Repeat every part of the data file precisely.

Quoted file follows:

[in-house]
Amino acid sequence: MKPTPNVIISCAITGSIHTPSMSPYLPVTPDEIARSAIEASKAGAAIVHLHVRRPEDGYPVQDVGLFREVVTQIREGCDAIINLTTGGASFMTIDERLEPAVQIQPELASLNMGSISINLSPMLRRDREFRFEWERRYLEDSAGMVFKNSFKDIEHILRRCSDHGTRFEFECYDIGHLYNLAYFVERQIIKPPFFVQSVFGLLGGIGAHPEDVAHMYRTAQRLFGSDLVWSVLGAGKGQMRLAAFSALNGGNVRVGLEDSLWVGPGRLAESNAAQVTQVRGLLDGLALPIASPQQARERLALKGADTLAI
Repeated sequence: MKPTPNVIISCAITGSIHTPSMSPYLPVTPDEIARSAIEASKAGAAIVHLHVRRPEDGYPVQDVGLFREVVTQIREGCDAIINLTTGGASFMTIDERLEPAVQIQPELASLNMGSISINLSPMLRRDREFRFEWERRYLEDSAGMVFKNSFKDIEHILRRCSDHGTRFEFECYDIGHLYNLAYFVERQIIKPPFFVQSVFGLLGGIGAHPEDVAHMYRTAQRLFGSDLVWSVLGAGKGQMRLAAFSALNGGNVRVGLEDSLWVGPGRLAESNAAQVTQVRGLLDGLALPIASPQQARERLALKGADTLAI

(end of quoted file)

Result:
[in-house]
Amino acid sequence: MKPTPNVIISCAITGSIHTPSMSPYLPVTPDEIARSAIEASKAGAAIVHLHVRRPEDGYPVQDVGLFREVVTQIREGCDAIINLTTGGASFMTIDERLEPAVQIQPELASLNMGSISINLSPMLRRDREFRFEWERRYLEDSAGMVFKNSFKDIEHILRRCSDHGTRFEFECYDIGHLYNLAYFVERQIIKPPFFVQSVFGLLGGIGAHPEDVAHMYRTAQRLFGSDLVWSVLGAGKGQMRLAAFSALNGGNVRVGLEDSLWVGPGRLAESNAAQVTQVRGLLDGLALPIASPQQARERLALKGADTLAI
Repeated sequence: MKPTPNVIISCAITGSIHTPSMSPYLPVTPDEIARSAIEASKAGAAIVHLHVRRPEDGYPVQDVGLFREVVTQIREGCDAIINLTTGGASFMTIDERLEPAVQIQPELASLNMGSISINLSPMLRRDREFRFEWERRYLEDSAGMVFKNSFKDIEHILRRCSDHGTRFEFECYDIGHLYNLAYFVERQIIKPPFFVQSVFGLLGGIGAHPEDVAHMYRTAQRLFGSDLVWSVLGAGKGQMRLAAFSALNGGNVRVGLEDSLWVGPGRLAESNAAQVTQVRGLLDGLALPIASPQQARERLALKGADTLAI